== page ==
Democrats & Liberals Archives

Is A U.S. Credit Downgrade Inevitable?

With the debt negotiations still looking more like a hostage situation than anything else, today the media is already spreading the idea that it may be too late to avoid a credit downgrade even if our leaders come to a solution before August 2nd.

From Daily Beast:

Some analysts have given up hope for the U.S. maintaining its rating. “We’re at a point that the odds of having a downgrade make it pretty much inevitable,” says Peter Cohan, a financial analyst and head of venture capital firm Peter S. Cohan and Associates. "I see a downgrade as being inevitable. The question is whether markets see that as being significant."

Ironic, isn't it? The GOP and it's base have run around for a year or more incorrectly suggesting instability and lack of confidence are preventing a stronger recovery. Now the Republican ideologically stubborn line in the sand is creating those conditions for real. Nothing builds market stability and confidence like a downgrade in US credit, I say.

EconBrowser has an interesting comparison of the delusions of the right over the debt ceiling to the delusions of those who lead us to World War I. Here is the outline of the delusions:

1. Certain individuals believe the debt default would be temporary (or "technical"), lasting until the politicians come to their senses (Pawlenty, Ryan) or can be avoided by selectively defaulting on only non-debt payments (Bachmann, Gohmert)

2. Certain individuals think the effects of the default would be short lived and minimal.

3. Certain individuals think that the rest of the world (including holders of US Treasurys, like PBoC) will not react to a default, and the policy paralysis evidenced by this event.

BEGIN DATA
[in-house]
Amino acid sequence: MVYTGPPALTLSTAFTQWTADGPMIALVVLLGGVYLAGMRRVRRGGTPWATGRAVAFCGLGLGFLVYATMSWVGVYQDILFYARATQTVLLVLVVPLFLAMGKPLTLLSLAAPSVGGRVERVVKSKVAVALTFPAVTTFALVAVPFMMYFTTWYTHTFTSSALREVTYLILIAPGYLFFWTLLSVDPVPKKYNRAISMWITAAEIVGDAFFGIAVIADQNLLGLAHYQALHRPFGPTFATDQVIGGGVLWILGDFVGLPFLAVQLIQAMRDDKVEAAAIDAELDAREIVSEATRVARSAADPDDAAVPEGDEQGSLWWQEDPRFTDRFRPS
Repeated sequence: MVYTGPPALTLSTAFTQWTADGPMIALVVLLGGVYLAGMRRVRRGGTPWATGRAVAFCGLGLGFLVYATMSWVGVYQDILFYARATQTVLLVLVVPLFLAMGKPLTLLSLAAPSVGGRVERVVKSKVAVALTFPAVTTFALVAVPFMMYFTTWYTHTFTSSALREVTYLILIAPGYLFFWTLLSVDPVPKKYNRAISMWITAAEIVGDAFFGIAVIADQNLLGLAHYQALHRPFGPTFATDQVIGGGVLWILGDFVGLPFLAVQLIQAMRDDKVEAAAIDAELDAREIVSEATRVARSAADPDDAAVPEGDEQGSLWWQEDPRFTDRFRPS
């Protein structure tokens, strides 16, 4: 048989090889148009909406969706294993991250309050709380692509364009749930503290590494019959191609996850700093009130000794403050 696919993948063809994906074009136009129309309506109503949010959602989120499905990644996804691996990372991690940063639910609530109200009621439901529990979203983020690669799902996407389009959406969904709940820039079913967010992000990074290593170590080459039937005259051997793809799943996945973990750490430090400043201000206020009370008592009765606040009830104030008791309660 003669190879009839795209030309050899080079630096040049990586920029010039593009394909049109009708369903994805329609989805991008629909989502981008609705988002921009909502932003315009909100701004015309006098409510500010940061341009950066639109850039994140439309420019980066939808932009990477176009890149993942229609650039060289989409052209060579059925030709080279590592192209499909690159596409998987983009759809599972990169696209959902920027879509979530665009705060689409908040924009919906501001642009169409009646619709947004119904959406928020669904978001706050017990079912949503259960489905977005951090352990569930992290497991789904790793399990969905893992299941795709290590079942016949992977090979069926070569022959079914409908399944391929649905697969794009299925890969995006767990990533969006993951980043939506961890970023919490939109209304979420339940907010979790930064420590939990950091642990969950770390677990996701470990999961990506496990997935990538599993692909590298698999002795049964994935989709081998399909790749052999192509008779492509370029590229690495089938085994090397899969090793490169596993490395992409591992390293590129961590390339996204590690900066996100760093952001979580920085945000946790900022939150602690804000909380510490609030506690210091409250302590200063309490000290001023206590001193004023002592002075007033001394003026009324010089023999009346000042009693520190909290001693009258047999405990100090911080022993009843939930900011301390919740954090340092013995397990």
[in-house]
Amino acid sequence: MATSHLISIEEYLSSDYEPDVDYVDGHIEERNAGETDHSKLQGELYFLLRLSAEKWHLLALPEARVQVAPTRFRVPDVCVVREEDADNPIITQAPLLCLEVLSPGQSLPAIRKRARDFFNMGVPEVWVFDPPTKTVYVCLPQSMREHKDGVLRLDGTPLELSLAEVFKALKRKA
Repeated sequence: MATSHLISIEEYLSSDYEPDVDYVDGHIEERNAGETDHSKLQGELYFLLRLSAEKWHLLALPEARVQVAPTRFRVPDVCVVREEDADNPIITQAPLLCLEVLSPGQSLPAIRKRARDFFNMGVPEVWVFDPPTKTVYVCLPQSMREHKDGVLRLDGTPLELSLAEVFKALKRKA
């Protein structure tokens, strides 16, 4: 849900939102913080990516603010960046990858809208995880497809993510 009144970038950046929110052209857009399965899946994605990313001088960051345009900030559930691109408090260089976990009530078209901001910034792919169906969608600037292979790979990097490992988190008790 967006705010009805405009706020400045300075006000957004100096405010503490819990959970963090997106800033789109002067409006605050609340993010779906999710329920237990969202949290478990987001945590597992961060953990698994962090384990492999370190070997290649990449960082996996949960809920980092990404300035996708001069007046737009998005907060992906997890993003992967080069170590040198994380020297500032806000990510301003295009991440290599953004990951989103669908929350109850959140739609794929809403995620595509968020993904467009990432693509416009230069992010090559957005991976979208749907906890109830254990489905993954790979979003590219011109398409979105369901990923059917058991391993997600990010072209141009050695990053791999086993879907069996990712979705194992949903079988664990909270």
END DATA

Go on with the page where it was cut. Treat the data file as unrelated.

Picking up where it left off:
Chinn believes what might result from these delusions is a prolonged and costly crisis for the US and the world similar to how delusions about WW I lead to a costly and prolonged conflict.

Meanwhile, in other fantastic news, CBPP on Speaker Boehner’s New Budget Proposal:

House Speaker John Boehner’s new budget proposal would require deep cuts in the years immediately ahead in Social Security and Medicare benefits for current retirees, the repeal of health reform’s coverage expansions, or wholesale evisceration of basic assistance programs for vulnerable Americans.

The plan is, thus, tantamount to a form of “class warfare.” If enacted, it could well produce the greatest increase in poverty and hardship produced by any law in modern U.S. history.

That's more irony right there. Democrats want to raise taxes on the wealthiest Americans and the GOP calls it class warfare. I guess the GOP just doesn't count the peasant class when it comes to defining class warfare. It's only Tuesday and it's looking like a long week.

Posted by Adam Ducker at July 26, 2011 7:54 AM
Comments
Comment #326476

I’m not sure if it will downgrade our credit rating; but perhaps a downgrade is necessary for politicians of both parties to finally get the spending under control. Other than that, I don’t trust the hype or calling our situation a crisis.

Posted by: JohnQpublic at July 26, 2011 9:36 AM
Comment #326477

JohnQpublic:

A downgrade would be costly and painful. Our spending issues in the US are not such a large problem that a downgrade would actually be a beneficial thing. If there is one thing that is hyped it’s the problem of our deficit. Job creation is a much bigger problem having nothing to do with our debt.

Posted by: Adam Ducker at July 26, 2011 9:55 AM
Comment #326480

Adam,

“Job creation is a much bigger problem having nothing to do with our debt.”